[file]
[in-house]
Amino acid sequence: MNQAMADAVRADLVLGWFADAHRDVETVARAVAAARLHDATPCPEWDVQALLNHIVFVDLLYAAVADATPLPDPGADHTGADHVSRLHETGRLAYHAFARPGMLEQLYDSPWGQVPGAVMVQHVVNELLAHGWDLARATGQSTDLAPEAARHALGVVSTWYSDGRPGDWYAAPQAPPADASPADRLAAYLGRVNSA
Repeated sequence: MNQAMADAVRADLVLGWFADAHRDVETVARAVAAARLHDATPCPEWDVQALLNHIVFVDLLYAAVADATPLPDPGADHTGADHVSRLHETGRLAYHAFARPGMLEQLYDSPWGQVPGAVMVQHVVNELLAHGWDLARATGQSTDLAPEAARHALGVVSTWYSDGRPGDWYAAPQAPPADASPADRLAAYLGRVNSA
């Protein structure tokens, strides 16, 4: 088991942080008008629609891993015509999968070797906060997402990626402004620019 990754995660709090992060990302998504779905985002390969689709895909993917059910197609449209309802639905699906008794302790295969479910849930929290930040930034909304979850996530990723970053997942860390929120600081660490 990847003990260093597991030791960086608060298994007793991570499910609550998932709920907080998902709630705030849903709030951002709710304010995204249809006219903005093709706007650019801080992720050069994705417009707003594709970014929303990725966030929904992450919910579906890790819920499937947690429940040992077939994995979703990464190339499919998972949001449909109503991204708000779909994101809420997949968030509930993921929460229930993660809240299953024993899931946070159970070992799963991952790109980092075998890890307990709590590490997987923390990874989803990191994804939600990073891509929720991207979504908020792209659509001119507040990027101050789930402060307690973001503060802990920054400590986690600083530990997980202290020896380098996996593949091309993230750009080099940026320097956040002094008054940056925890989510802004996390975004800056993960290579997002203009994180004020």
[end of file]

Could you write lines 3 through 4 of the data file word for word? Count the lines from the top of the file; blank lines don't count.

Repeated sequence: MNQAMADAVRADLVLGWFADAHRDVETVARAVAAARLHDATPCPEWDVQALLNHIVFVDLLYAAVADATPLPDPGADHTGADHVSRLHETGRLAYHAFARPGMLEQLYDSPWGQVPGAVMVQHVVNELLAHGWDLARATGQSTDLAPEAARHALGVVSTWYSDGRPGDWYAAPQAPPADASPADRLAAYLGRVNSA
């Protein structure tokens, strides 16, 4: 088991942080008008629609891993015509999968070797906060997402990626402004620019 990754995660709090992060990302998504779905985002390969689709895909993917059910197609449209309802639905699906008794302790295969479910849930929290930040930034909304979850996530990723970053997942860390929120600081660490 990847003990260093597991030791960086608060298994007793991570499910609550998932709920907080998902709630705030849903709030951002709710304010995204249809006219903005093709706007650019801080992720050069994705417009707003594709970014929303990725966030929904992450919910579906890790819920499937947690429940040992077939994995979703990464190339499919998972949001449909109503991204708000779909994101809420997949968030509930993921929460229930993660809240299953024993899931946070159970070992799963991952790109980092075998890890307990709590590490997987923390990874989803990191994804939600990073891509929720991207979504908020792209659509001119507040990027101050789930402060307690973001503060802990920054400590986690600083530990997980202290020896380098996996593949091309993230750009080099940026320097956040002094008054940056925890989510802004996390975004800056993960290579997002203009994180004020």